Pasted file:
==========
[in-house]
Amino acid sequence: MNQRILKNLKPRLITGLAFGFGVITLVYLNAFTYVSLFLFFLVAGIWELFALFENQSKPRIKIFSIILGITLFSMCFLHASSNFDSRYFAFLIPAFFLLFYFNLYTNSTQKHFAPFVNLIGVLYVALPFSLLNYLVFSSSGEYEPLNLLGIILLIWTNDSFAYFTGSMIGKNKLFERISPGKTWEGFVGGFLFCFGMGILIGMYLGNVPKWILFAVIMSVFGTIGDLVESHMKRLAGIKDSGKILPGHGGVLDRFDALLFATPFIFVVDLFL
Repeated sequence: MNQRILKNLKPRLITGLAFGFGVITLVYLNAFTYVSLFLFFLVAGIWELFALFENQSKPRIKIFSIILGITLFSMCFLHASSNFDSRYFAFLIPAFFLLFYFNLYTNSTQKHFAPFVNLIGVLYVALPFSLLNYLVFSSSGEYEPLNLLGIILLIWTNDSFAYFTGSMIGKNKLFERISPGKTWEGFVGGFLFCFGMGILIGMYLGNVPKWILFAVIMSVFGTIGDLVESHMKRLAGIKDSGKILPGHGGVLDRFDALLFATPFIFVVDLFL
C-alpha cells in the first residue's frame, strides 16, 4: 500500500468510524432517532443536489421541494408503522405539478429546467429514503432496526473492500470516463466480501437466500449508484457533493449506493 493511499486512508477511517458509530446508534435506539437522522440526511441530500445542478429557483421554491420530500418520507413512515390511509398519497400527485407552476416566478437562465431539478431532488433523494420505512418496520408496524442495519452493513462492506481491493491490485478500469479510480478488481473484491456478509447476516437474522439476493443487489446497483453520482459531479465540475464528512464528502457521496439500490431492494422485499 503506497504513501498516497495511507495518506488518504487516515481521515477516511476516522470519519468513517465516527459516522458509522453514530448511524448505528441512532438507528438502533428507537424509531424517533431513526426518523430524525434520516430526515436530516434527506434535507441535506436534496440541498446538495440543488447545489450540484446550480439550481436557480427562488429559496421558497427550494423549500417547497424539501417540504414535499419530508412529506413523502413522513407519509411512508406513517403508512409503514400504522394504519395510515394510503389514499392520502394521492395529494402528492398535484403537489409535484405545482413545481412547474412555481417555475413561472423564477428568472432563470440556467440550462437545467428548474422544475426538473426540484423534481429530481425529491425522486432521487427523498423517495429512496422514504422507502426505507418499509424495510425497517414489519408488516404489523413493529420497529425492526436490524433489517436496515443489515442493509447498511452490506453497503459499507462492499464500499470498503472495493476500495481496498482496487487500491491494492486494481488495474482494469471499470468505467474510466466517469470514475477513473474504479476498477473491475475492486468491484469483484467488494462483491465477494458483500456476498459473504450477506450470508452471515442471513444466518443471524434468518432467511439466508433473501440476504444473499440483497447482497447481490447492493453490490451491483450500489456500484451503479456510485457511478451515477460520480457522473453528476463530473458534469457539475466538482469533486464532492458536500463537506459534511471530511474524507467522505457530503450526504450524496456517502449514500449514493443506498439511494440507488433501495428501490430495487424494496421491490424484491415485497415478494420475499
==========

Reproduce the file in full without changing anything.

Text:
[in-house]
Amino acid sequence: MNQRILKNLKPRLITGLAFGFGVITLVYLNAFTYVSLFLFFLVAGIWELFALFENQSKPRIKIFSIILGITLFSMCFLHASSNFDSRYFAFLIPAFFLLFYFNLYTNSTQKHFAPFVNLIGVLYVALPFSLLNYLVFSSSGEYEPLNLLGIILLIWTNDSFAYFTGSMIGKNKLFERISPGKTWEGFVGGFLFCFGMGILIGMYLGNVPKWILFAVIMSVFGTIGDLVESHMKRLAGIKDSGKILPGHGGVLDRFDALLFATPFIFVVDLFL
Repeated sequence: MNQRILKNLKPRLITGLAFGFGVITLVYLNAFTYVSLFLFFLVAGIWELFALFENQSKPRIKIFSIILGITLFSMCFLHASSNFDSRYFAFLIPAFFLLFYFNLYTNSTQKHFAPFVNLIGVLYVALPFSLLNYLVFSSSGEYEPLNLLGIILLIWTNDSFAYFTGSMIGKNKLFERISPGKTWEGFVGGFLFCFGMGILIGMYLGNVPKWILFAVIMSVFGTIGDLVESHMKRLAGIKDSGKILPGHGGVLDRFDALLFATPFIFVVDLFL
C-alpha cells in the first residue's frame, strides 16, 4: 500500500468510524432517532443536489421541494408503522405539478429546467429514503432496526473492500470516463466480501437466500449508484457533493449506493 493511499486512508477511517458509530446508534435506539437522522440526511441530500445542478429557483421554491420530500418520507413512515390511509398519497400527485407552476416566478437562465431539478431532488433523494420505512418496520408496524442495519452493513462492506481491493491490485478500469479510480478488481473484491456478509447476516437474522439476493443487489446497483453520482459531479465540475464528512464528502457521496439500490431492494422485499 503506497504513501498516497495511507495518506488518504487516515481521515477516511476516522470519519468513517465516527459516522458509522453514530448511524448505528441512532438507528438502533428507537424509531424517533431513526426518523430524525434520516430526515436530516434527506434535507441535506436534496440541498446538495440543488447545489450540484446550480439550481436557480427562488429559496421558497427550494423549500417547497424539501417540504414535499419530508412529506413523502413522513407519509411512508406513517403508512409503514400504522394504519395510515394510503389514499392520502394521492395529494402528492398535484403537489409535484405545482413545481412547474412555481417555475413561472423564477428568472432563470440556467440550462437545467428548474422544475426538473426540484423534481429530481425529491425522486432521487427523498423517495429512496422514504422507502426505507418499509424495510425497517414489519408488516404489523413493529420497529425492526436490524433489517436496515443489515442493509447498511452490506453497503459499507462492499464500499470498503472495493476500495481496498482496487487500491491494492486494481488495474482494469471499470468505467474510466466517469470514475477513473474504479476498477473491475475492486468491484469483484467488494462483491465477494458483500456476498459473504450477506450470508452471515442471513444466518443471524434468518432467511439466508433473501440476504444473499440483497447482497447481490447492493453490490451491483450500489456500484451503479456510485457511478451515477460520480457522473453528476463530473458534469457539475466538482469533486464532492458536500463537506459534511471530511474524507467522505457530503450526504450524496456517502449514500449514493443506498439511494440507488433501495428501490430495487424494496421491490424484491415485497415478494420475499